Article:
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July 1, 2015

The Great Mystery of Sherlock Holmes’s Death --- And Resurrection: Post 1


Teen Board member Alison S. has been tackling the classics for a while now, blogging about the literary merits, nuances and modern relevance of SOMETHING WICKED THIS WAY COMES, FRANKENSTEIN, THE HITCHHIKER'S GUIDE TO THE GALAXY and THE PORTRAIT OF DORIAN GRAY. In this "sub-blog series," though, she's going to dig into one of the great controversies of modern literature --- the fact that Sir Conan Doyle killed off Sherlock Holmes only to bring him back seven years later "for no ostensible reason." In this post, she looks at the the first novel in which Holmes mystically reappears --- THE HOUND OF THE BASKERVILLES --- and in future posts, will talk about the different theories behind Doyle's mysterious choice. 

After learning of the late Sir Charles Baskerville’s death at the hands (or paws) of the diabolical, fire-breathing “Hound of the Baskervilles,” Sherlock Holmes orders Watson to escort family heir Sir Henry to Baskerville Hall. But in the week before their departure, an unidentifiable, lavishly-bearded stranger stalks Sir Henry through London, while an anonymous letter warns the nobleman to stay away from Baskerville Hall and the surrounding wastelands. But Sir Henry’s one of those land-grubbing Americans (thanks for the not-at-all stereotypical depiction, Doyle), so he can’t resist the allure of free property.

And that’s when things get creepy.

What can I say about THE HOUND OF THE BASKERVILLES? Sure, I could declare Sir Arthur Conan Doyle’s novel “brilliant,” “ingenious" or “suspenseful,” but 114 years worth of literary critics have already applied every positive adjective in the English language to Doyle’s masterpiece of logic and deduction. I really, really wish I could say this novel lacks a love triangle, but, alas, not even turn-of-the-century, British pulp fiction can escape the Love Triangle epidemic. In Doyle’s defense, however, the “love triangle” in question doesn’t intrude on the primary plotline --- in fact, without this barely-there, apparently insignificant love triangle, the main story arc would simply crumble.

If criticizing Doyle’s iconic mystery weren’t literary blasphemy, I might point out how overwhelming this novel can feel. How Sir Arthur pummels readers with bizarre, irreconcilable clues and otherworldly phenomenon from Chapter One before finally offering any trace of a solution in Chapter Twelve. If you’re the type of reader who loves nothing more than beating the detective to the punch, well, congratulations --- beating Sherlock should be a breeze here, because he takes his sweet time revealing, well, anything. Speaking of Holmes, he also takes his sweet time actually, you know, showing up at Baskerville Hall. (Per his usual, Sherlock takes enough sweet time to give himself a cavity.)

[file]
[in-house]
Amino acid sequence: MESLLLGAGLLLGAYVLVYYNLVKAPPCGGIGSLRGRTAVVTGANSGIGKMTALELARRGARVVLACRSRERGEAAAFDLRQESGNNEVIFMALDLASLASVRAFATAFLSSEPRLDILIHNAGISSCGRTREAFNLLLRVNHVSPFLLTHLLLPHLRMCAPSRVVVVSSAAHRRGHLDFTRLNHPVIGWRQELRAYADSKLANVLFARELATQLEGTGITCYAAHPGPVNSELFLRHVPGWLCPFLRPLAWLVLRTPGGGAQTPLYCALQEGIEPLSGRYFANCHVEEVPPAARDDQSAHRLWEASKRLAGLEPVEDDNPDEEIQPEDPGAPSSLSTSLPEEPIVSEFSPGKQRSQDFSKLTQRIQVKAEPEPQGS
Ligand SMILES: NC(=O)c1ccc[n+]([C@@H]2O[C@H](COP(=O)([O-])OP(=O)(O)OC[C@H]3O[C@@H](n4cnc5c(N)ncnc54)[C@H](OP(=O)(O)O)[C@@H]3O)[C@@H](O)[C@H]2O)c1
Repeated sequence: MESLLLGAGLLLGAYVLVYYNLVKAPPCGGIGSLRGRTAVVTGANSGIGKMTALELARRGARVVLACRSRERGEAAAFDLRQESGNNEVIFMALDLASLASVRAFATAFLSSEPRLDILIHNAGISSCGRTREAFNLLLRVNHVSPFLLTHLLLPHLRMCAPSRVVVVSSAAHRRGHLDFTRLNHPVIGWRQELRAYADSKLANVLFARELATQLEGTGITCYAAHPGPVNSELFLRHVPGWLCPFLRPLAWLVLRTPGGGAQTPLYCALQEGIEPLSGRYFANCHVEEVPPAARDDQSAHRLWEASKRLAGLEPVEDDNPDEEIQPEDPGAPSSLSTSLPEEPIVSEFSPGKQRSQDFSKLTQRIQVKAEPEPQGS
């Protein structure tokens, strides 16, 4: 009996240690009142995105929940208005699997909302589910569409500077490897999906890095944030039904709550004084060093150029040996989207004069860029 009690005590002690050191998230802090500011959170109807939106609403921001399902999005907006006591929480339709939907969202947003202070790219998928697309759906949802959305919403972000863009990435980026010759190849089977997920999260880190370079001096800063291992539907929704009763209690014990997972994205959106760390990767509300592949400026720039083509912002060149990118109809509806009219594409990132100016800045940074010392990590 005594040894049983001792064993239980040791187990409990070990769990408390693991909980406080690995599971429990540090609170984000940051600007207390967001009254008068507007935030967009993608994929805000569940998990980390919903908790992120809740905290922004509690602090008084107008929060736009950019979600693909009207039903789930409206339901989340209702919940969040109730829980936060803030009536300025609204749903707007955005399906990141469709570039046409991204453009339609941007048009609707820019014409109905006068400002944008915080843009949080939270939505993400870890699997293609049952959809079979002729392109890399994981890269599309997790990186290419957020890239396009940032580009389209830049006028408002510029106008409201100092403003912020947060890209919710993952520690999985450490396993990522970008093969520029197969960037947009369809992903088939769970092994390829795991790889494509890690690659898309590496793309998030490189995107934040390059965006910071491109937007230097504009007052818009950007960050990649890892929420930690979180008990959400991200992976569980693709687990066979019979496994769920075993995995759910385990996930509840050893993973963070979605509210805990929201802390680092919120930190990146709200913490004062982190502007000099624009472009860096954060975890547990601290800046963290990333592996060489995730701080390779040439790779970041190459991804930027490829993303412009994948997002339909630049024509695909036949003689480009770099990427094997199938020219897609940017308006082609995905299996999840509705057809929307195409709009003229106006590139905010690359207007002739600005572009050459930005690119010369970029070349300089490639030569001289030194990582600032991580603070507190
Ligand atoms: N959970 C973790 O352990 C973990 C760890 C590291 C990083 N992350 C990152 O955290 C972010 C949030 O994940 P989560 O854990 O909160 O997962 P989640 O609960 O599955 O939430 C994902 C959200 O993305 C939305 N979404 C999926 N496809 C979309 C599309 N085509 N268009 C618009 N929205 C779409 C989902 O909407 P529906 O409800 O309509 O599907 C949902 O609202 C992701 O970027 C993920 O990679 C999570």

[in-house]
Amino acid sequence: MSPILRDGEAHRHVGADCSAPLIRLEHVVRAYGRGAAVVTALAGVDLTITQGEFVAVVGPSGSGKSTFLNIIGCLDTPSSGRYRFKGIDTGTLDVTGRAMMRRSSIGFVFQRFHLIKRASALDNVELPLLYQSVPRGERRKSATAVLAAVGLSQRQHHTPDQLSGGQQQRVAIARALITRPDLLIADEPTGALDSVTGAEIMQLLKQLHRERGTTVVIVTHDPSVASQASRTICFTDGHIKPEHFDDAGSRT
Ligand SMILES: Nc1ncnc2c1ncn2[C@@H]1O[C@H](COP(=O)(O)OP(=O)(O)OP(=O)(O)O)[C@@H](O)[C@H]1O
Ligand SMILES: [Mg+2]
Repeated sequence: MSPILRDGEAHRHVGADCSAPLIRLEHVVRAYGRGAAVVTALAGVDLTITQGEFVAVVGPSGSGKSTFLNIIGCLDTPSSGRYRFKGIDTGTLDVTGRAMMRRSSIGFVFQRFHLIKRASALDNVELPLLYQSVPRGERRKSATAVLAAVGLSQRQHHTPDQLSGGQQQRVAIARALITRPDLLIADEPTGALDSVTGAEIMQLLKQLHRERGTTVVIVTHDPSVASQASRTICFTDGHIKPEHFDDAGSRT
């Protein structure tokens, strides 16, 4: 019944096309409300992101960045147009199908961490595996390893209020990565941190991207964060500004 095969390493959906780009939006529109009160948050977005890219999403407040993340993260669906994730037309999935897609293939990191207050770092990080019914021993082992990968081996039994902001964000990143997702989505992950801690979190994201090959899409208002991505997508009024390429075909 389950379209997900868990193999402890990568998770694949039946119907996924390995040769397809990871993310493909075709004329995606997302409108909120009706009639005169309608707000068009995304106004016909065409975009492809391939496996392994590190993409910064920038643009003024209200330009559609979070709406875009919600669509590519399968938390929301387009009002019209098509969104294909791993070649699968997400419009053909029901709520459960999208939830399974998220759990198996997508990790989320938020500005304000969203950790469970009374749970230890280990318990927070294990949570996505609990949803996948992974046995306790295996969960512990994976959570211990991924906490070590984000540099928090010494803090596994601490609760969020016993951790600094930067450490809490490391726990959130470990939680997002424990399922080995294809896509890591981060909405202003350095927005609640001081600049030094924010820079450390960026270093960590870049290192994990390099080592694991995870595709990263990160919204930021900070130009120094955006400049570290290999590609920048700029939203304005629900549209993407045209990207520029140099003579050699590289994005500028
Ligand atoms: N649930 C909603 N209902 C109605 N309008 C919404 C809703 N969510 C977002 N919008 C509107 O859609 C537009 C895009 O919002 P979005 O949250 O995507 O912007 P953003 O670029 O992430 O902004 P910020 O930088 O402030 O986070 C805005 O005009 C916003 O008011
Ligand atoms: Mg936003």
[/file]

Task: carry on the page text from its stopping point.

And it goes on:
But for all my whining, THE HOUND OF THE BASKERVILLES will satisfy even the finickiest of mystery lovers. Doyle’s iconic novel “has it all” in the truest sense of the expression: from transportive, foreboding imagery to a ghastly legend to a tangled, yet exquisitely woven web of clues, THE HOUND OF THE BASKERVILLES will delight anyone who longs to feel puzzled, confused or downright befuddled. Don’t mistake this novel for a Holmesian (that is, if you didn’t know, the adjectival form of “Sherlock Holmes”) short story stretched over 130 pages. Whereas a short story might chronicle a single mystery, a sparse handful of subjects and a smattering of clues, Doyle crams this novel full of disjointed, unexpected twists and enigmatic suspects, expanding the central mystery of Sir Charles’ murder into a constellation of red herrings and subplots.

But the greatest mystery of all may’ve occurred outside the realm of fiction. In 1893, Sir Arthur Conan Doyle published “The Final Problem”, a short story culminating in the death of Sherlock Holmes. Doyle even declared that, had he not killed Sherlock, “[Holmes] would certainly have killed me.” Yet this self-proclaimed hatred of Holmes didn’t stop Doyle from resurrecting the detective seven years later, when he published Holmes’ third serialized novella, THE HOUND OF THE BASKERVILLES.

Even after THE HOUND OF THE BASKERVILLES’ publication, however, Doyle refused to admit Holmes’ (literary) immortality --- instead of acknowledging Sherlock’s literal rise from the dead, Doyle insisted the novel’s plotline unfolded before Holmes’ fatal plunge into Reichenbach Falls. But despite all his insistence that Sherlock um, stay dead, Doyle surrendered to popular demand a mere three years later; in 1903, Sir Arthur published “The Adventure of the Empty House”, declaring Sherlock’s supposed death nothing more than a ploy to outsmart Moriarty’s henchmen.

Not surprisingly, decades of self-proclaimed “Sherlockians” have formulated elaborate, perhaps even far-fetched theories explaining Doyle’s change of heart. In my next two blog posts, I’ll compare two modern-day novels’ explanations for Sherlock’s literary “resurrection” --- so ready yourself for conspiracy theories, poltergeists and Conan Doyle in drag.